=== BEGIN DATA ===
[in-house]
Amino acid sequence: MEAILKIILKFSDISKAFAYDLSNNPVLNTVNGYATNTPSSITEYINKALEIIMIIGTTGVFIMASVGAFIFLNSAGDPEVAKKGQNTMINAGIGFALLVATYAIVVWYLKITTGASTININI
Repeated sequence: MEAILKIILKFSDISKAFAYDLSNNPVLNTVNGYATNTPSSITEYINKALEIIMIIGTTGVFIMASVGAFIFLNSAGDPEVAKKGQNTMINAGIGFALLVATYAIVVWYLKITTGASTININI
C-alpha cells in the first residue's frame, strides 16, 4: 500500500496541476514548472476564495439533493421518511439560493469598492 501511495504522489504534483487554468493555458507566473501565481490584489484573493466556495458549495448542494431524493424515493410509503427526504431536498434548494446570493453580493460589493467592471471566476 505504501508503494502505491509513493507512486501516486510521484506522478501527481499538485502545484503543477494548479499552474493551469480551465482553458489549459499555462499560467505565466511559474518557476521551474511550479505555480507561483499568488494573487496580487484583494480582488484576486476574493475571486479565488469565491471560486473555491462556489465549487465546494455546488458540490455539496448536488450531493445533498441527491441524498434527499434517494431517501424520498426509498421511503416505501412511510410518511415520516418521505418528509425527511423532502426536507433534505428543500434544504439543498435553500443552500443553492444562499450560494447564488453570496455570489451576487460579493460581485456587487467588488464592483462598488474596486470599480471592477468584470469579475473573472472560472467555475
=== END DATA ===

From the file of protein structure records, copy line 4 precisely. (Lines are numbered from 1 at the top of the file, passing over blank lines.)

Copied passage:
C-alpha cells in the first residue's frame, strides 16, 4: 500500500496541476514548472476564495439533493421518511439560493469598492 501511495504522489504534483487554468493555458507566473501565481490584489484573493466556495458549495448542494431524493424515493410509503427526504431536498434548494446570493453580493460589493467592471471566476 505504501508503494502505491509513493507512486501516486510521484506522478501527481499538485502545484503543477494548479499552474493551469480551465482553458489549459499555462499560467505565466511559474518557476521551474511550479505555480507561483499568488494573487496580487484583494480582488484576486476574493475571486479565488469565491471560486473555491462556489465549487465546494455546488458540490455539496448536488450531493445533498441527491441524498434527499434517494431517501424520498426509498421511503416505501412511510410518511415520516418521505418528509425527511423532502426536507433534505428543500434544504439543498435553500443552500443553492444562499450560494447564488453570496455570489451576487460579493460581485456587487467588488464592483462598488474596486470599480471592477468584470469579475473573472472560472467555475